WASHINGTON -- Regulators said Friday they have closed a small bank in Pennsylvania, bringing to 47 the number of U.S. bank failures this year.
The Federal Deposit Insurance Corp. seized NOVA Bank, based in Berwyn, Pa.
The bank had about $483 million in assets and $432.2 million in deposits as of June 30.
The FDIC said it was unable to find a financial institution to take over the failed bank's operations, so it will retain NOVA's assets for later disposition.
Regulators did line up National Penn Bank to accept NOVA's direct deposits from the federal government, including Social Security payments, through Jan. 25.
The failure of NOVA Bank is expected to cost the deposit insurance fund $91.2 million.
The lender is the second FDIC-insured institution in Pennsylvania to fail this year.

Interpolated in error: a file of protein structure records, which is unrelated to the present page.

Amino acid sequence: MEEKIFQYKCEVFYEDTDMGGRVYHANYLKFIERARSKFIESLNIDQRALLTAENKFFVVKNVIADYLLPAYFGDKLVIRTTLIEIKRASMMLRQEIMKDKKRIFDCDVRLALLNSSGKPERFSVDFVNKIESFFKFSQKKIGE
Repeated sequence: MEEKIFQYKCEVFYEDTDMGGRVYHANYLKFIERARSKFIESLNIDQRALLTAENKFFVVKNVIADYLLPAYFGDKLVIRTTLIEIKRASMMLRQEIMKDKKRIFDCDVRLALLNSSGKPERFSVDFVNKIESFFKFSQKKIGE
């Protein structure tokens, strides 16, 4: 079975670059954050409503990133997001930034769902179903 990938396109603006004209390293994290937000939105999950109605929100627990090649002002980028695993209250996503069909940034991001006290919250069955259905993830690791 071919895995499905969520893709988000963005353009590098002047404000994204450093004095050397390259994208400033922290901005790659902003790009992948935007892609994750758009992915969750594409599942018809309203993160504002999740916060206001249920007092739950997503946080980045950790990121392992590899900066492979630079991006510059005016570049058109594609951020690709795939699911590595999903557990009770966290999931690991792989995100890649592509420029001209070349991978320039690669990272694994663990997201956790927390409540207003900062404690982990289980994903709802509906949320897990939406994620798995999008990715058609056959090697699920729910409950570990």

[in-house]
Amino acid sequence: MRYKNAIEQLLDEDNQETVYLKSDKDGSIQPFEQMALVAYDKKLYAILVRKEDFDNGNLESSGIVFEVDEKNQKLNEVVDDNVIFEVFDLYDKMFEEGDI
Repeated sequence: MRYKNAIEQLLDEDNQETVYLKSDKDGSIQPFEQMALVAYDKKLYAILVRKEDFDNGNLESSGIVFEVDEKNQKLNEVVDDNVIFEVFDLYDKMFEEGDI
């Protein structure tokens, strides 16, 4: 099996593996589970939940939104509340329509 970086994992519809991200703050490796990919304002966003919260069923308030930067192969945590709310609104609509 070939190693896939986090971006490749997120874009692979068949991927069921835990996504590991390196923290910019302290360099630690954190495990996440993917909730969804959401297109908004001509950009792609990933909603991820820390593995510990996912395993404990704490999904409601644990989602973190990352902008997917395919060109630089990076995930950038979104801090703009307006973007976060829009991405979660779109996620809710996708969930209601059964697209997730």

U.S. bank closures are running at a much slower pace than in 2011. By this time last year, 84 banks had failed.
Bank closures peaked in 2010 in the wake of the financial crisis. In 2007, just three banks went under. That number jumped to 25 in 2008, after the meltdown, and ballooned to 140 in 2009.
In 2010, regulators seized 157 banks, the most in any year since the savings and loan crisis two decades ago. The FDIC has said 2010 likely was the high-water mark for bank failures from the Great Recession. They declined to a total of 92 in 2011.
From 2008 through 2011, bank failures cost the deposit insurance fund an estimated $88 billion. The fund fell into the red in 2009. But with failures slowing, the fund's balance turned positive in the second quarter of last year. By June 30, it stood at $22.7 billion, up from $15.3 billion at the end of March.
The FDIC expects bank failures from 2012 through 2016 to cost $10 billion.